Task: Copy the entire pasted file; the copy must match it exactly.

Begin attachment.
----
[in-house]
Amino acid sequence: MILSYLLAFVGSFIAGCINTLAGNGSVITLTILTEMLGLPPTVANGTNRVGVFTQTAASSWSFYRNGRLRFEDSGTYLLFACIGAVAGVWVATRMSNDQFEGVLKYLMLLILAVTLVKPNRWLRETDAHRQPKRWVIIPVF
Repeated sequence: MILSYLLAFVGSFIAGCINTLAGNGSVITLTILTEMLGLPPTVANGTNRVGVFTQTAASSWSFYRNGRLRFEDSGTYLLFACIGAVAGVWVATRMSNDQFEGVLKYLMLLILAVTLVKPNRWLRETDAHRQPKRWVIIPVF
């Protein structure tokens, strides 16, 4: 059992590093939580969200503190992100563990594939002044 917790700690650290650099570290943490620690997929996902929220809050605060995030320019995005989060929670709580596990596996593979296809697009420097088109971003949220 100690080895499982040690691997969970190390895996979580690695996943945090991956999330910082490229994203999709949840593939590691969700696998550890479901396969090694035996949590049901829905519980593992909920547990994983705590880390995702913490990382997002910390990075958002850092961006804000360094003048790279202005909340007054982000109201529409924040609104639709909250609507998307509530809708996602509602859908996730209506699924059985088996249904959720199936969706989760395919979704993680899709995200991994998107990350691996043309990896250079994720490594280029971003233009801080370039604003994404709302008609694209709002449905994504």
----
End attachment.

[in-house]
Amino acid sequence: MILSYLLAFVGSFIAGCINTLAGNGSVITLTILTEMLGLPPTVANGTNRVGVFTQTAASSWSFYRNGRLRFEDSGTYLLFACIGAVAGVWVATRMSNDQFEGVLKYLMLLILAVTLVKPNRWLRETDAHRQPKRWVIIPVF
Repeated sequence: MILSYLLAFVGSFIAGCINTLAGNGSVITLTILTEMLGLPPTVANGTNRVGVFTQTAASSWSFYRNGRLRFEDSGTYLLFACIGAVAGVWVATRMSNDQFEGVLKYLMLLILAVTLVKPNRWLRETDAHRQPKRWVIIPVF
């Protein structure tokens, strides 16, 4: 059992590093939580969200503190992100563990594939002044 917790700690650290650099570290943490620690997929996902929220809050605060995030320019995005989060929670709580596990596996593979296809697009420097088109971003949220 100690080895499982040690691997969970190390895996979580690695996943945090991956999330910082490229994203999709949840593939590691969700696998550890479901396969090694035996949590049901829905519980593992909920547990994983705590880390995702913490990382997002910390990075958002850092961006804000360094003048790279202005909340007054982000109201529409924040609104639709909250609507998307509530809708996602509602859908996730209506699924059985088996249904959720199936969706989760395919979704993680899709995200991994998107990350691996043309990896250079994720490594280029971003233009801080370039604003994404709302008609694209709002449905994504």